Our own worry about you is the promises you made to us
            about the internet that had been our long standing
            project and it just died a natural death from your
            end.

            We still all wonder how someone of very high moral
            standing  like you could promise a rural poor
            organization things and end up not sending anything
            nor fulfil any of our own issues here that you
            yourself talked of and did not send anything in the
            end. We even wrote emails to you about the issues
            raised and you did not reply at all to us.
             We still feel that no matter  what happened after you
             yourself told us that you were sending us a digital
            photo frame, flash sticks etc and to support our
            internet cafe issues and  ended up by fraustrating us
            a poor rural women"s organization to instead pay rents
            of 450dollars in all for a room not used which we
            prepared and rented knowing our own that what you say
            as a leader cannot fail  us. Janet too told us that
            she had also contributed at that same time 200dollars
            or so to help us in this our" dream" project of a good
            internet cafe  for all rural women here which you did
            not forward to us too.[She later on gave another one
            to us again] We still also wrote to you to send us
            this contribution from Janet and you did not answer
            too.
              So for the sake of peace  that you  too are
            promoting among others in Africa and elsewhere, how do
            you think we feel ? We had earlier given a very big
            applause to you when you accepted to work with us on
            this internet project in one of your emails.
            We will be grateful if you can give us a reply to this
            email this time.
            Immense thanks  while waiting to hear from you?
            Sincerely ACTWID KONGADZEM NGO  board members led by
            Wendi, Njua Geraldine, Fon Brigit, Mary Ambijel
            ,Therese etc on behalf of all
            --- Peter Burgess <peterbNYC@...> wrote:

            > Dear Colleagues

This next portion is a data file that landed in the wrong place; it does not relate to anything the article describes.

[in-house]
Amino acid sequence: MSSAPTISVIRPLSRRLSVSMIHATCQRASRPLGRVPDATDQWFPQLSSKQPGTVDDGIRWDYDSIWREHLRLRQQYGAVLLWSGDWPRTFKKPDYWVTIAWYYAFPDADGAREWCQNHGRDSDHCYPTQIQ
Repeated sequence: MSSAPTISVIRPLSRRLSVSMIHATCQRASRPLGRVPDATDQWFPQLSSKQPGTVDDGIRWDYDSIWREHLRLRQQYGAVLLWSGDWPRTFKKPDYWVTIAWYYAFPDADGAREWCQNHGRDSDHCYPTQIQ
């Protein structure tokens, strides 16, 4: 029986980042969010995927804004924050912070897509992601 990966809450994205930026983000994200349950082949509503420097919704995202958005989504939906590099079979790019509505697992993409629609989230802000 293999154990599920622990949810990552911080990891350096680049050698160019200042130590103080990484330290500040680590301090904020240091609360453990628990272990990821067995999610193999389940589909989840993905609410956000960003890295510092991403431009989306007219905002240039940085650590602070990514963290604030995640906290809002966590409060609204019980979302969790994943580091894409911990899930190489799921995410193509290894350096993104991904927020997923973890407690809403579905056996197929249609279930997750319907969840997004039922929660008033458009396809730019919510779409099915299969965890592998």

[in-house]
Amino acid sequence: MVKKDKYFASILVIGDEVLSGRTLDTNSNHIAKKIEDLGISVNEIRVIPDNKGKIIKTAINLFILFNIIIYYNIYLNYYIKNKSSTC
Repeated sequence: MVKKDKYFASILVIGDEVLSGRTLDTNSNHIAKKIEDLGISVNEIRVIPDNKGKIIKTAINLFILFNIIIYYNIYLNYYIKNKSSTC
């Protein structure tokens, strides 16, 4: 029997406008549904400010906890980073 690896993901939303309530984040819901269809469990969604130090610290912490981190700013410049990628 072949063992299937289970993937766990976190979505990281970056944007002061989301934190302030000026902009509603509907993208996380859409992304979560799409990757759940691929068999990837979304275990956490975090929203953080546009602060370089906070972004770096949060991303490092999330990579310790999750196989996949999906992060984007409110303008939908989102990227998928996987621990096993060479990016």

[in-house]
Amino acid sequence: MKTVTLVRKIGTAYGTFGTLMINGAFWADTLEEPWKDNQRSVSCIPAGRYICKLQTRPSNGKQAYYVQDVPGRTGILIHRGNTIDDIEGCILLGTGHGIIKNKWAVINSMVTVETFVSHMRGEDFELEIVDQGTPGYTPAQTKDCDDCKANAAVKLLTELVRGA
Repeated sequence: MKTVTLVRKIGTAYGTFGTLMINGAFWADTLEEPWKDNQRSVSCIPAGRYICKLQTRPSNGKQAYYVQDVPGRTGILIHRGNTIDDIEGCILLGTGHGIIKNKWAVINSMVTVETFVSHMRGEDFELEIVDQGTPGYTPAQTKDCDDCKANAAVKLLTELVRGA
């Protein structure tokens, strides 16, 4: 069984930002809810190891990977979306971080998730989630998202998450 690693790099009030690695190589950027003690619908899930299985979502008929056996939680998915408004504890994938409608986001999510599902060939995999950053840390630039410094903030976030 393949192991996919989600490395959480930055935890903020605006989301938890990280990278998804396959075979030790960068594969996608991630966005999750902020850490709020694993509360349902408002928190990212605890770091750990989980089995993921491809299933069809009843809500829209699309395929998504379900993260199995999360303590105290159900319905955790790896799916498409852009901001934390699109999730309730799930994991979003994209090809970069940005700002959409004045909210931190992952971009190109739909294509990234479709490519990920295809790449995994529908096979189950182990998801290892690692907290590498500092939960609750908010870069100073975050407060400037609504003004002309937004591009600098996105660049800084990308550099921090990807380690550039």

>
            > The subject of remuneration is, in my view, very
            > important ... and usually
            > very badly argued. It also usually arises because of
            > something that appears
            > inequitable ... and is usually discussed around
            > specific individuals. In my
            > view the subject does deserve a lot more thought and
            > dialog, and not around
            > specific people.
            >
            > Most people get paid by an organization that has the
            > money to pay them ...
            > and uses their effort and talent to make money ...
            > and in some modern
            > organizations, a huge amount of money. Sadly ... in
            > much of the modern
            > global economy making a lot of money does not have
            > much to do with doing a
            > lot of good. In fact, though there is increased talk
            > of things like
            > Corporate Social Responsibilty (CSR) these things
            > are rapidly discarded if
            > they get in the way of making real money.
            >
            > One of the big measures of success is simply how
            > much money one makes ...
            > how much money one has. It is an almost universal
            > measure ... but not a very
            > good one. Is the idea that "the person with the most
            > toys at the end wins"
            > really what we should be thinking about?
            >
            > As many of you know I am working on a framework of
            > metrics that we call
            > Community Accountancy ... we are trying to go
            > further than the money
            > measures because life, surely, is more than just
            > about money things. This
            > is, however, accountancy ... with much of the rigor
            > associated with business
            > accountancy.
            >
            > I am very clear that money sustainability is of
            > critical importance. People
            > have to have the money flows so that the bill flows
            > can be paid and not
            > create a catastrophe for the individual and family.
            >
            > I do not see why people that are working on good
            > things ... things that
            > deliver social value ... should have to take a vow
            > of poverty. If that is
            > what it takes, I would argue that this is an example
            > of system
            > dysfunctionality that needs to be addressed.
            >
            > As a practical matter there is a huge opportunity
            > for philanthropy to be
            > much better used so that it does very much more of
            > social good, and does it
            > productively rather than merely in a way that looks
            > good ... Community
            > Accountancy is aiming to make it possible for
            > Philanthropy to be driven by
            > the concept of PR for productivity rather than PR
            > for public relations. That
            > is what happens with baseball ... why not do more or
            > less the same
            > thing with socio-economic performance.
            >
            > One of the components of Community Accountancy is
            > the whole issue of